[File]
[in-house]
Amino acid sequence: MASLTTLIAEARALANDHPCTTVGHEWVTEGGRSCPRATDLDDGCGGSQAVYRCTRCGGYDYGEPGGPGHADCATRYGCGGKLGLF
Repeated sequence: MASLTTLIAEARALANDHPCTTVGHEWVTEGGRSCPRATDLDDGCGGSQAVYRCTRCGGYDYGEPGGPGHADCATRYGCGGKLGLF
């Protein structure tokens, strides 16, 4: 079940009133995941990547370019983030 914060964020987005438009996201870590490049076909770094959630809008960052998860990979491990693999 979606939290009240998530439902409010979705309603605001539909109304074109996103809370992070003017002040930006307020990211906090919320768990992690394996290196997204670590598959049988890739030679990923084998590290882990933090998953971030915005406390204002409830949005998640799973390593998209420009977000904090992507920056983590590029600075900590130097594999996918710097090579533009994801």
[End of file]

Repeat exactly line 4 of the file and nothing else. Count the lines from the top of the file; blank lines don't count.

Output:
């Protein structure tokens, strides 16, 4: 079940009133995941990547370019983030 914060964020987005438009996201870590490049076909770094959630809008960052998860990979491990693999 979606939290009240998530439902409010979705309603605001539909109304074109996103809370992070003017002040930006307020990211906090919320768990992690394996290196997204670590598959049988890739030679990923084998590290882990933090998953971030915005406390204002409830949005998640799973390593998209420009977000904090992507920056983590590029600075900590130097594999996918710097090579533009994801």